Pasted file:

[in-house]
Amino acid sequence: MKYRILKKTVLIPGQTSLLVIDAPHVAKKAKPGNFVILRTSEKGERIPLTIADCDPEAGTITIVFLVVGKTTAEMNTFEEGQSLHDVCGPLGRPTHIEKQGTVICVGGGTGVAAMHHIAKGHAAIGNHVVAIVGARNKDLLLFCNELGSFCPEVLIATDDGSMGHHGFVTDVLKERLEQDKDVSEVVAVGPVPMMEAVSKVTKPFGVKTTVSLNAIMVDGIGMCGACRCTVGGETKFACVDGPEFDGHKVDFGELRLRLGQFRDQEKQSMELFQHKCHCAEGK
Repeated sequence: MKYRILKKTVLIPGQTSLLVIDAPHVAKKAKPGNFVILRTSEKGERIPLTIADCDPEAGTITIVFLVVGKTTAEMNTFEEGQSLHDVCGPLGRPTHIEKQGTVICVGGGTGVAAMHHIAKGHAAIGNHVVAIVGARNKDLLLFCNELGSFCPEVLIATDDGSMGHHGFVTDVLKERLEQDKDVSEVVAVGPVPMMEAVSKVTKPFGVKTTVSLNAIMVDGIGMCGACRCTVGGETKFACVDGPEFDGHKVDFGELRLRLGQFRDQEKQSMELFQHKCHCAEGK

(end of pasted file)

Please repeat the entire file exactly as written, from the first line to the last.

[in-house]
Amino acid sequence: MKYRILKKTVLIPGQTSLLVIDAPHVAKKAKPGNFVILRTSEKGERIPLTIADCDPEAGTITIVFLVVGKTTAEMNTFEEGQSLHDVCGPLGRPTHIEKQGTVICVGGGTGVAAMHHIAKGHAAIGNHVVAIVGARNKDLLLFCNELGSFCPEVLIATDDGSMGHHGFVTDVLKERLEQDKDVSEVVAVGPVPMMEAVSKVTKPFGVKTTVSLNAIMVDGIGMCGACRCTVGGETKFACVDGPEFDGHKVDFGELRLRLGQFRDQEKQSMELFQHKCHCAEGK
Repeated sequence: MKYRILKKTVLIPGQTSLLVIDAPHVAKKAKPGNFVILRTSEKGERIPLTIADCDPEAGTITIVFLVVGKTTAEMNTFEEGQSLHDVCGPLGRPTHIEKQGTVICVGGGTGVAAMHHIAKGHAAIGNHVVAIVGARNKDLLLFCNELGSFCPEVLIATDDGSMGHHGFVTDVLKERLEQDKDVSEVVAVGPVPMMEAVSKVTKPFGVKTTVSLNAIMVDGIGMCGACRCTVGGETKFACVDGPEFDGHKVDFGELRLRLGQFRDQEKQSMELFQHKCHCAEGK